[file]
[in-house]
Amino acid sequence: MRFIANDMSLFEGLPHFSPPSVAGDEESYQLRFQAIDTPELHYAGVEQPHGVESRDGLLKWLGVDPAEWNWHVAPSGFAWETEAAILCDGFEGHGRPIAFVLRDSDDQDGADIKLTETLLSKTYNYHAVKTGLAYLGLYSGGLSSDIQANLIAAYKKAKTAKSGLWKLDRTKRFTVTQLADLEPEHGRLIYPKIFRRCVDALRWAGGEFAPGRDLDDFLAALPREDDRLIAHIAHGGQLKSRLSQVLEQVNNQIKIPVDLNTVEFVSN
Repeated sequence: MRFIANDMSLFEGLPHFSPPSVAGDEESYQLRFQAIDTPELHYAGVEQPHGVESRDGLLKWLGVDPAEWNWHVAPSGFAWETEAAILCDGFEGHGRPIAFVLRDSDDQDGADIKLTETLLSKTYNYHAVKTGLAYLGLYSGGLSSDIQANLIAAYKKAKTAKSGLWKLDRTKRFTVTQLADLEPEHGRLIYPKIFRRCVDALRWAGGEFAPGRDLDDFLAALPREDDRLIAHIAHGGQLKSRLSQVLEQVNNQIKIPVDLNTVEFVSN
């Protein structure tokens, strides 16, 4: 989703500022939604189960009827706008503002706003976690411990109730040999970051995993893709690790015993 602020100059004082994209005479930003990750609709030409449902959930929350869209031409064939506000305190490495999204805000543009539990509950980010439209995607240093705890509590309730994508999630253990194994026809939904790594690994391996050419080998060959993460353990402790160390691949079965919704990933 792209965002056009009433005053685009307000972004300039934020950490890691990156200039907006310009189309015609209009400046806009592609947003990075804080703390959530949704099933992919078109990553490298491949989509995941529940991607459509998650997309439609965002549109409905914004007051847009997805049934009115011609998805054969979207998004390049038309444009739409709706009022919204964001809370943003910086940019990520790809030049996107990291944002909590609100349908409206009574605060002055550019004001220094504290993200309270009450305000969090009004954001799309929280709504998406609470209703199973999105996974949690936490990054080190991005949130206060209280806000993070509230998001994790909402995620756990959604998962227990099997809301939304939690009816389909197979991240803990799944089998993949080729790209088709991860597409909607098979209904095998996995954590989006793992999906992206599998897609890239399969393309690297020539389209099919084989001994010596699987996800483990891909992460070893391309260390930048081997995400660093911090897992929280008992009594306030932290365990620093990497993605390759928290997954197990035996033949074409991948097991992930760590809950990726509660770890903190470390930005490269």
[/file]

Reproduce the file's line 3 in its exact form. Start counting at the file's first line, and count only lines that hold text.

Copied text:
Repeated sequence: MRFIANDMSLFEGLPHFSPPSVAGDEESYQLRFQAIDTPELHYAGVEQPHGVESRDGLLKWLGVDPAEWNWHVAPSGFAWETEAAILCDGFEGHGRPIAFVLRDSDDQDGADIKLTETLLSKTYNYHAVKTGLAYLGLYSGGLSSDIQANLIAAYKKAKTAKSGLWKLDRTKRFTVTQLADLEPEHGRLIYPKIFRRCVDALRWAGGEFAPGRDLDDFLAALPREDDRLIAHIAHGGQLKSRLSQVLEQVNNQIKIPVDLNTVEFVSN